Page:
I wrote dozens of Reactjs files, but I never used the componentDidUpdate method.

Is there any typical example of when need to use this method?

I want a real-world example, not a simple demo.

  • A simple case when you wish to set initial state of component on load.
    – Rajesh
    Aug 4, 2016 at 6:17
  • @Rajesh Can you explain it or give me a example? Thanks! Aug 4, 2016 at 6:42
  • 1
    I think the most common use-case is when you have other libraries (jQuery, D3...) that work directly on the DOM, coupled together with React. In such scenarios, if the other library needs to perform DOM transformations, you should use componentDidUpdate to ensure React's shadow DOM has been flushed to the real DOM.
    – Jorge
    Aug 4, 2016 at 7:05
  • 1
    To elaborate on @Jorge's comment: I think the most common case would be to READ from the real DOM after React has updated. E.g. when you want to know the exact dimensions of DOM elements, or the position of DOM elements in the viewport. E.g. for animations or transitions you want react to manage. I would definitely advise against using jQuery for changing the DOM after react has rendered. Having react + another library change the same piece of DOM is a bad idea.
    – wintvelt
    Aug 4, 2016 at 12:01

8 Answers 8


A simple example would be an app that collects input data from the user and then uses Ajax to upload said data to a database. Here's a simplified example (haven't run it - may have syntax errors):

export default class Task extends React.Component {
  constructor(props, context) {
    super(props, context);
    this.state = {
      name: "",
      age: "",
      country: ""

  componentDidUpdate() {

  _changeName = (e) => {
    this.setState({name: e.target.value});

  _changeAge = (e) => {
    this.setState({age: e.target.value});

  _changeCountry = (e) => {
    this.setState({country: e.target.value});

  _commitAutoSave = () => {
    Ajax.postJSON('/someAPI/json/autosave', {
      name: this.state.name,
      age: this.state.age,
      country: this.state.country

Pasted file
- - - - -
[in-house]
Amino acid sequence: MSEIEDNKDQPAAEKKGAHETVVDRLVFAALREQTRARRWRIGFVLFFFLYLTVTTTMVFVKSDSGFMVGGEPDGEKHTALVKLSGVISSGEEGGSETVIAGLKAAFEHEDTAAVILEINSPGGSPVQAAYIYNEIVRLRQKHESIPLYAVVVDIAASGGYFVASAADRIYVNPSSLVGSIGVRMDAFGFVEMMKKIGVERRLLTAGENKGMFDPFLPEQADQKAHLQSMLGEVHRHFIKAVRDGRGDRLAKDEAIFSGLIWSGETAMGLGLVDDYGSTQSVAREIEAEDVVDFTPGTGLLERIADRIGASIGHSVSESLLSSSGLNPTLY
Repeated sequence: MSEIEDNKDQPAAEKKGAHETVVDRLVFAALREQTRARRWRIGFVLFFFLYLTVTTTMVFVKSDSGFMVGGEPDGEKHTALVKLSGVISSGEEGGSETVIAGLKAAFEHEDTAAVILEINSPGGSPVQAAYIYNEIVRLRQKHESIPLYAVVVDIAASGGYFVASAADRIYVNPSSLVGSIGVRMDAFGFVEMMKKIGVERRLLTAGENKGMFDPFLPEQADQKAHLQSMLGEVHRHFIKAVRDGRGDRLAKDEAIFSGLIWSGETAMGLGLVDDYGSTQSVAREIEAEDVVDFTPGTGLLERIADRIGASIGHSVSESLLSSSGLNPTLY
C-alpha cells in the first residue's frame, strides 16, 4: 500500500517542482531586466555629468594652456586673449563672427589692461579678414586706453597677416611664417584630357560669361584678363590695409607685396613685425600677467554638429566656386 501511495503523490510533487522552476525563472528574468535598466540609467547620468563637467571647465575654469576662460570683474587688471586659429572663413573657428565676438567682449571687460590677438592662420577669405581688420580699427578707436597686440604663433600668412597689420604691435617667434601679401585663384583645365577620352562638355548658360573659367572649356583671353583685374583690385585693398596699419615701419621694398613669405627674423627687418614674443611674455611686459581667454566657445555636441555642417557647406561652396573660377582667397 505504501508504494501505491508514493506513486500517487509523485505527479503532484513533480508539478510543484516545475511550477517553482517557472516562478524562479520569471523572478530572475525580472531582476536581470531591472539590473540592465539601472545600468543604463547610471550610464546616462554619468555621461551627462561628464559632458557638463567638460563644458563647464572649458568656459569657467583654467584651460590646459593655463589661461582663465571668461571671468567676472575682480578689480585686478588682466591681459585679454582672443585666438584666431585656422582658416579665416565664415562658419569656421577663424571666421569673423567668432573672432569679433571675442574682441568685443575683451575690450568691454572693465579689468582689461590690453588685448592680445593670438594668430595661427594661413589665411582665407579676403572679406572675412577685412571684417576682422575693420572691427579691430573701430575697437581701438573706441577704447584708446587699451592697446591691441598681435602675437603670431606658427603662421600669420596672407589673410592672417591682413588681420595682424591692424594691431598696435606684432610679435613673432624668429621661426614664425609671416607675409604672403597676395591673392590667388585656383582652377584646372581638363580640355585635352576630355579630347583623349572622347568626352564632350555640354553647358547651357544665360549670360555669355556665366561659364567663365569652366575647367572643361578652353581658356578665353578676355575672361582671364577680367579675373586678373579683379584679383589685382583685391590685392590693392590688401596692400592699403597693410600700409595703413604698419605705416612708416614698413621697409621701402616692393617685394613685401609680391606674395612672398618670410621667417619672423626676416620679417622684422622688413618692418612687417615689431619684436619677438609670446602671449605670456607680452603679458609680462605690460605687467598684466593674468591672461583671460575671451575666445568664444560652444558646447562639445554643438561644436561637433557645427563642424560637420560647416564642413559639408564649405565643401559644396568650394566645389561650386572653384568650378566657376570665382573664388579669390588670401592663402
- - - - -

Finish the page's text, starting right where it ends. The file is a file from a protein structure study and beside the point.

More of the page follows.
render() {
    let {name, age, country} = this.state;
    return (
        <input type="text" value={name} onChange={this._changeName} />
        <input type="text" value={age} onChange={this._changeAge} />
        <input type="text" value={country} onChange={this._changeCountry} />

So whenever the component has a state change it will autosave the data. There are other ways to implement it too. The componentDidUpdate is particularly useful when an operation needs to happen after the DOM is updated and the update queue is emptied. It's probably most useful on complex renders and state or DOM changes or when you need something to be the absolutely last thing to be executed.

The example above is rather simple though, but probably proves the point. An improvement could be to limit the amount of times the autosave can execute (e.g max every 10 seconds) because right now it will run on every key-stroke.

I made a demo on this fiddle as well to demonstrate.

For more info, refer to the official docs:

componentDidUpdate() is invoked immediately after updating occurs. This method is not called for the initial render.

Use this as an opportunity to operate on the DOM when the component has been updated. This is also a good place to do network requests as long as you compare the current props to previous props (e.g. a network request may not be necessary if the props have not changed).

  • 2
    I think this.setState({...}, callback), the callback equal _commitAutoSave, what do you think? So, I think this case can use componentDidUpdate method, but not must, am i right? fiddle Aug 4, 2016 at 7:52